Ranking: #14/111

Director: John Ford (USA)

Genre: Epic Social Drama

French film and cultural critic André Bazin once pointed out that seven out of ten American films at that time were adaptations of novels. Many of these adaptations, he said, failed. The success of John Ford’s film The Grapes of Wrath as an adaptation of Steinbeck’s 1939 Pulitzer Prize-winning fictional masterpiece, however, was “unequivocal”: “The film’s realism is not noticeably inferior to that of the book, the characters are no less unique or powerful, its social and political message is exactly that of Steinbeck.” (Bazin, A, André Bazin on Adaptation: Cinema’s Literary Imagination, p. 185) Bazin rightly held up the film as a model for how to turn great literary material into cinematic art.

Like the novel, the movie provides a definitive, deeply imaginative, picture of life during America’s Great Depression of the 1930s. Both works of art are epics of realism.

During the period of the Dust Bowl, when dust storms and drought deeply damaged the ecology of vast tracts of agricultural land in Oklahoma and Texas, many farmers, settlers and low-income sharecroppers were driven to migrate to California in search of work. About 2.5 million people left the Dust Bowl states, one of the largest migrations in US history.

Steinbeck’s story follows the misfortunes of the Joad family, poverty-stricken sharecroppers, who flee from the failed crops and eroded, dead soil of Oklahoma’s Dust Bowl. They head west in search of whatever will be left of the American Dream by the time they reach California. In their desperation, they have idealised California, clinging to the messages of pamphlets they’ve read advertising vacancies for pickers in the state.

I can never forget the scenes as the Joad family pack up their meagre belongings and begin their odyssey across America in their beat-up, hopelessly overloaded, Hudson pick-up. The truck is itself a work of art and made a huge contribution to the epic quality of Ford’s film: “The truck is a real wreck of a truck, the characters’ clothes are real rags that don’t seem to have been designed for the occasion, the landscapes aren’t ‘rear projections’.” (Bazin, A, André Bazin on Adaptation: Cinema’s Literary Imagination, p. 186)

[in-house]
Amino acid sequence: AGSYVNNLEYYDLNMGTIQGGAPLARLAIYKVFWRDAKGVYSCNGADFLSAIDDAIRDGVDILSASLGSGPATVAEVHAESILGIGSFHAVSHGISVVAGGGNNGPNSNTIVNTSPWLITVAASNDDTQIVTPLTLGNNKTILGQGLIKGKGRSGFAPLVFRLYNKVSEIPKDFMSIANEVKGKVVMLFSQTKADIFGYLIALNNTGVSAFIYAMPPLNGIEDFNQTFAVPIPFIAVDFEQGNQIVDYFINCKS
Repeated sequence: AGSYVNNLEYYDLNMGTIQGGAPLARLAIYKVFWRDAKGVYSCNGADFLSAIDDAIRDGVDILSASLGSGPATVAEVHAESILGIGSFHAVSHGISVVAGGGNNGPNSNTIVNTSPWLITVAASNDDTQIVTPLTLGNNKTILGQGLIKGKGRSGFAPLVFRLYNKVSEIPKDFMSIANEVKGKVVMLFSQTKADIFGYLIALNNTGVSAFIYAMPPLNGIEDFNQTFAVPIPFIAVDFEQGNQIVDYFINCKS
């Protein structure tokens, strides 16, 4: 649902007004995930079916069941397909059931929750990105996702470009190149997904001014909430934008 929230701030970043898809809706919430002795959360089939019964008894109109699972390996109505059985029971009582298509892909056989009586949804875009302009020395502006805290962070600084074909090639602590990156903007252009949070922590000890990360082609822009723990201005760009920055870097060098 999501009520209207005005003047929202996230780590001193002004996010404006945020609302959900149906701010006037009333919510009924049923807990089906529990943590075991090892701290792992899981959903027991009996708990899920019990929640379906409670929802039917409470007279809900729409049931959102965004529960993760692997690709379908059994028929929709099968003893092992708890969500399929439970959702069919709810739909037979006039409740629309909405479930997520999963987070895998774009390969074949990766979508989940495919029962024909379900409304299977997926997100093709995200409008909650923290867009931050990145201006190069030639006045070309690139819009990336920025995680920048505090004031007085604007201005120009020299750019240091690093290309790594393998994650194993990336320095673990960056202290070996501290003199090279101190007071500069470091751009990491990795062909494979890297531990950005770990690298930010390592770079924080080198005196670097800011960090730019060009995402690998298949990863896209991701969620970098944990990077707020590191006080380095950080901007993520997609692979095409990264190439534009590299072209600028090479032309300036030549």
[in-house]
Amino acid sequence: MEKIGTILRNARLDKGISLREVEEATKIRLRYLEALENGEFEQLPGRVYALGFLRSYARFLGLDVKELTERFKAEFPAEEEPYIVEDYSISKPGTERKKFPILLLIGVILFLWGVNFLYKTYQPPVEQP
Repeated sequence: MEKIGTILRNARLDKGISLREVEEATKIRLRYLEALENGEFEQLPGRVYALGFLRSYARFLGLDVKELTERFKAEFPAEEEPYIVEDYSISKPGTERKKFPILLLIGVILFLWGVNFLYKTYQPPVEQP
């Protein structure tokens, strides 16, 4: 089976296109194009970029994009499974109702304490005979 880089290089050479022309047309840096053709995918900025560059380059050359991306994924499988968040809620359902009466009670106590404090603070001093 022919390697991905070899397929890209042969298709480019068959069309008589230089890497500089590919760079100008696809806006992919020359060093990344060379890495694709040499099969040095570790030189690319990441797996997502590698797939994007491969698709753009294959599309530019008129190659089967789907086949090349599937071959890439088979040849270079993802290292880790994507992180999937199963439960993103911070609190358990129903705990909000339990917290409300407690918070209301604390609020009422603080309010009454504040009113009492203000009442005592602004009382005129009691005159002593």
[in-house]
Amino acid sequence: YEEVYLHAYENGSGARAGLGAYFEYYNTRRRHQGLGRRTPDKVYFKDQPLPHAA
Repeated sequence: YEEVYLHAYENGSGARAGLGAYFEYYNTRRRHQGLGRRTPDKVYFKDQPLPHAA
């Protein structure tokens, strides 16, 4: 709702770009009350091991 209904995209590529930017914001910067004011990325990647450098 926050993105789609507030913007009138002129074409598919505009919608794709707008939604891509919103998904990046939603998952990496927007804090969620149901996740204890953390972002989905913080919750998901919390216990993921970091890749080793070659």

The extended family take with them in their jalopy buckets, lanterns, pots, mattresses, chairs, battered suitcases, boxes, a quilt and some tools. The picture of the truck overloaded with a family’s earthly possessions and setting off for a faraway place on the slenderest of hopes is one of the greatest images of the Great Depression in cinema. It’s a vivid portrait of an America under extreme duress.

The gallery of characters on their journey is rich in humanity and in individuality. The acting is immensely authentic.

When the Joads get to their destination, it is far from being a mythical paradise. On the fruit plantations, labour is exploited, conditions are hard, bullies are in control of the work opportunities, and there are simply too many workers for too few jobs. Only in one well-run government camp do they find some dignity, respect and order. Otherwise, it’s a “dog eat dog”, survival-of-the-fittest, economic free-for-all.

Steinbeck had adopted a revolutionary socialist approach to overcoming the economic injustices of the time and Ford stayed true to the spirit of his radical novel. There are elements of Film Noir and Neo-Realism which have been grafted into the style of the film, but its overall tenor is what one could call epic realism.

The cinematography is wonderful – the greys in the dusty days give away at night to dark blacks and some chiaroscuro effects to emphasise the struggles and evil forces faced by the family in their trek across Route 66.

Ultimately, The Grapes of Wrath is a moving, humanist social drama: “We’ll go on forever, Pa,” proclaims Ma Joad at the end, “because we’re the people.”

In 1989, the film was selected by the Library of Congress for preservation in the US National Film Registry for being “culturally, historically, or aesthetically significant”.

For André Bazin, though, it was simply John Ford’s greatest film.